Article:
4. This latest crime is most unfortunate, but sadly what appears to be a growing trend. My family truly enjoyed the Grand Cayman several years ago while doing our annual winter “island hopping”. We fell in love with the people and the island but reading what’s been happening the past couple of years has been horrific. It all seemed to start with that poor woman who was murdered and then set on fire in her car last year and has become worse as time moved on. I would hope that the US ambassador/consulate would send a strong message of disappointment to the Cayman government over this incident. I sincerely hope the government has the determination and resources to break this senseless pattern of violence. Sadly, until then, my family and I will not be returning any time soon.

  5. Its time for all these fat cat in cayman government get off their rump do something now.Reach out to these unfortunate youth in Cayman.Crime can’t be swept under the rug anymore.The country is in a bad shape, you cant afford to lose tourist now.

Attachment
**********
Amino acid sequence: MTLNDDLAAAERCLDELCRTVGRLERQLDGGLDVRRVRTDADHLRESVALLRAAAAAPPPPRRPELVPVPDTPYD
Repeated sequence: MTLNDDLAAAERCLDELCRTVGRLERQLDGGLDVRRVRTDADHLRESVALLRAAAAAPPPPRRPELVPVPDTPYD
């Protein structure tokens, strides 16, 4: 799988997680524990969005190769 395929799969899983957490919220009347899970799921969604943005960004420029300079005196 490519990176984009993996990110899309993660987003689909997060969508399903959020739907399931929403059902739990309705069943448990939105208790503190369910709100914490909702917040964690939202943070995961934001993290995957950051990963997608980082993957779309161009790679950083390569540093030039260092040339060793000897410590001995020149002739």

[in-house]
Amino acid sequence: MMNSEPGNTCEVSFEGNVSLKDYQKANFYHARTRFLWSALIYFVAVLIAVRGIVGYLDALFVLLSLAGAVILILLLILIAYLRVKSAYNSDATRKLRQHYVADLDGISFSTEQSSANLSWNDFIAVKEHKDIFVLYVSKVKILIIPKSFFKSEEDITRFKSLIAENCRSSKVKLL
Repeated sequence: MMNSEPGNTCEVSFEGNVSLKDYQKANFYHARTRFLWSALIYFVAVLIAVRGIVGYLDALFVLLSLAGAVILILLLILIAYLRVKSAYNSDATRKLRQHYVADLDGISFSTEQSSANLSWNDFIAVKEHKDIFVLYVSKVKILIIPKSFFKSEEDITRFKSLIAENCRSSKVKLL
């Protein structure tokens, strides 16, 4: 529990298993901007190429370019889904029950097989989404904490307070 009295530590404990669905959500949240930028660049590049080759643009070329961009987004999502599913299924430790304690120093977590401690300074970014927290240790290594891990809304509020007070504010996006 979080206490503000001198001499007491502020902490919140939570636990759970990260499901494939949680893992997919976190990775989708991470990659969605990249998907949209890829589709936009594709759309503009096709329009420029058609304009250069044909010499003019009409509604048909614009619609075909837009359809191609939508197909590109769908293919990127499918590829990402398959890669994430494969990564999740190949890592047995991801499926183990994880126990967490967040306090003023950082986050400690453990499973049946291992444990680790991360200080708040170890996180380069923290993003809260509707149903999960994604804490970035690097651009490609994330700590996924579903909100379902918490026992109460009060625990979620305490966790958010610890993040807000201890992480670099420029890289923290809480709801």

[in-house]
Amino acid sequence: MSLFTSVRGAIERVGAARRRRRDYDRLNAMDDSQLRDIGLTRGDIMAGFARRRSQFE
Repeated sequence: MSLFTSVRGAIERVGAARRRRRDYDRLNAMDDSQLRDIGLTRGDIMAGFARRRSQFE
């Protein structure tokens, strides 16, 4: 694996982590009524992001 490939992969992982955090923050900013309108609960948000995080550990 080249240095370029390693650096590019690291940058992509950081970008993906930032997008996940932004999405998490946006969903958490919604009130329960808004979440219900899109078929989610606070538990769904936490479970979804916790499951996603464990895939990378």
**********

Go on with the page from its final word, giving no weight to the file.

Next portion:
6. What a shame.A down right disgrace. Can you imaging the us is an ally of ours, and the only welcome given to this sailor was to hit him in the head? what kind of message are we sending the tourists?

    i do question whether the sailor whoever he may be was he properly trained in the military to sense when he is about to be attacked from behind. Its a part of training for the military.

  7. It is mystery to me why it is so hard to find these people; this country is so tiny, go door to door as suggested. How hard it is to find a Jeep Cherokee? Desperate time require desperate measures. It is so easy to lose reputation and it will take years, even decades to restore it. When we travel, safety comes first. I do not go to Mexico because of crime, and nothing will change my mind about it.

  8. As a Caymanian I’m shocked and deeply saddened by the state of affairs that my country is in and the seeming lack of control that our police department has. This does not mean however that I’m not hopeful nor am I giving up and throwing this country to these ‘dogs’ that are trying to terrorize us and I give my complete support to our police force and our elected officals, they need our help to turn this all around.